ATI (the graphics division of AMD) first released its new RV770 graphics processor back in June with the introduction of the Radeon HD 4850 and Radeon HD 4870. Both of these are excellent products—they’re some of the best graphics cards we’ve seen in a long time, and deliver so much bang-for-the-buck that Nvidia has had to drastically reduce prices on its products to remain competitive, a move which Wall Street didn’t like very much.
Whatever you may say about the Radeon 4800 series, this much is true: ATI was competing in the mid-range and performance graphics segments, with no product for the truly high-end (defined by “$400 and up”). At the time of the 4800 series launch, ATI laid out its new strategy: no more really big GPUs designed only to be used in those high-end products. Instead, it will stick two modestly-sized GPUs on a single card, similar to the Radeon HD 3870 X2 to address that market.
There’s nothing inherently good or bad about this strategy. It is a series of tradeoffs like any other. ATI has been working hard on their multi-GPU scaling and compatibility, with nice improvements in both areas delivered in drivers earlier this year. Now that the Radeon HD 4870 X2 is finally here, it’s time to put ATI’s new strategy to the test. Is two RV770 GPUs on a single card the best way to cater to the high-end market? Continued…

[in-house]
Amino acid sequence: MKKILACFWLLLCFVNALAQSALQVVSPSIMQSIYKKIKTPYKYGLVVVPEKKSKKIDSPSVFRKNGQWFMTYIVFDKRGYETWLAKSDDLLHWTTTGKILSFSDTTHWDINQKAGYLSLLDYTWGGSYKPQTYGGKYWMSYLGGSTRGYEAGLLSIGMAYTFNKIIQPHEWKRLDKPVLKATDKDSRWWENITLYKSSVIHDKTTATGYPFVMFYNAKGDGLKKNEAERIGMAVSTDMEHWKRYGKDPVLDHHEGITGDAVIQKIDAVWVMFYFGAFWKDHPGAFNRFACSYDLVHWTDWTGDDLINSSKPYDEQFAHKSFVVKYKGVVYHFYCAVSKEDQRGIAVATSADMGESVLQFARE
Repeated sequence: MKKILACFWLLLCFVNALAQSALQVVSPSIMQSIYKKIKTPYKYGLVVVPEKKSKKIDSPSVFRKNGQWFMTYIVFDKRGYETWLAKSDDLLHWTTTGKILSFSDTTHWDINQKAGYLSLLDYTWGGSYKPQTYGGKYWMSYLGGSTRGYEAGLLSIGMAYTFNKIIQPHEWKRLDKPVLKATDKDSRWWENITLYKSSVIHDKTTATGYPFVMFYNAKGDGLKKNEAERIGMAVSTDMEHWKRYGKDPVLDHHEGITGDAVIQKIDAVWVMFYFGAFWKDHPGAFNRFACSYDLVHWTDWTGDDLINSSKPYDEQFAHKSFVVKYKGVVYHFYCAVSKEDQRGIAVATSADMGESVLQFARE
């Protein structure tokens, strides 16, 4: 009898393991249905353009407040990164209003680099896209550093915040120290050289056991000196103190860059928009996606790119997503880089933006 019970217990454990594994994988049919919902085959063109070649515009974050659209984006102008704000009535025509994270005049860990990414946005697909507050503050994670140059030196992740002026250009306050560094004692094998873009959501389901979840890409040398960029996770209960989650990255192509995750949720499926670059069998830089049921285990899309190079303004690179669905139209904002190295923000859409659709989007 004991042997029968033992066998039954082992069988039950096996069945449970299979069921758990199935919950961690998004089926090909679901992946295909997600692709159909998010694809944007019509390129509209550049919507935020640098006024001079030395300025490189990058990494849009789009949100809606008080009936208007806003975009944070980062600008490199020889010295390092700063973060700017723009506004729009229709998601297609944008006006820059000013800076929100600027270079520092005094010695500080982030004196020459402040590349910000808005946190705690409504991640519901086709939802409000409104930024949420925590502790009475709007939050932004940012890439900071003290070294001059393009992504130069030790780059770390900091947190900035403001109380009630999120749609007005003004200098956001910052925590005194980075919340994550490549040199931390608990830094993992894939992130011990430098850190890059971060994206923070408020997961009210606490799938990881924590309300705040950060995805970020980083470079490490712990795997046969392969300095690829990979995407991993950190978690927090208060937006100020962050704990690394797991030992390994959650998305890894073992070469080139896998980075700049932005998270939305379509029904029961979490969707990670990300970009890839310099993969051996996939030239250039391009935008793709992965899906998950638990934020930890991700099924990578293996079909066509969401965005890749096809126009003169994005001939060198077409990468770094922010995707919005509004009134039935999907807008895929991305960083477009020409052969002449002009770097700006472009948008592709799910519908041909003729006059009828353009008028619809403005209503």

Speeds and Feeds, Dual-GPU Tradeoffs
Here’s a look at some of the specs of current high-end graphics cards. This is Nvidia’s top two GPUs, and the top two from ATI.
|GeForce GTX 280||GeForce GTX 260||Radeon HD 4870 X2||Radeon HD 4870|
|GPU||GT 200||GT 200||RV770 x2||RV770|
|Transistor Count||1.4 B||1.4 B||1.9 B||956 M|
|Core Clock||602 MHz||576 MHz||750 MHz||750 MHz|
|Stream Processor Clock||1.29 GHz||1.24 GHz||750 MHz||750 MHz|
|Memory Clock||2.2 GHz DDR||2.0 GHz DDR||3.6 GHz DDR||3.6 GHz DDR|
|Render back end (ROPs)||32||28||32||16|
|Frame Buffer||1024 MB||896 MB||2 GB||512MB|
|Memory Interface||512 bits||448 bits||2x 256 bits||256 bits|
|Memory Bandwidth||141.7 GB/sec||111.9 GB/sec||230.4 GB/sec||115.2 GB/sec|
Those are some mighty impressive numbers in the 4870 X2 column, but that’s just because it’s really two 4870s crammed onto a single board. In fact, it’s two 1GB 4870s, for a grand total of 2 gigs of graphics memory. Note ATI’s aggressive pricing: It’s more expensive than the GeForce GTX 280, but it’s less than twice the price of a Radeon HD 4870, despite having four times the GDDR5 memory.
Addressing the high-end of the market with a dual-GPU board carries with it a series of tradeoffs—positive and negative aspects that are inherent to the process in today’s graphics landscape. Here’s a short list of pros and cons of having two GPUs on a stick approach: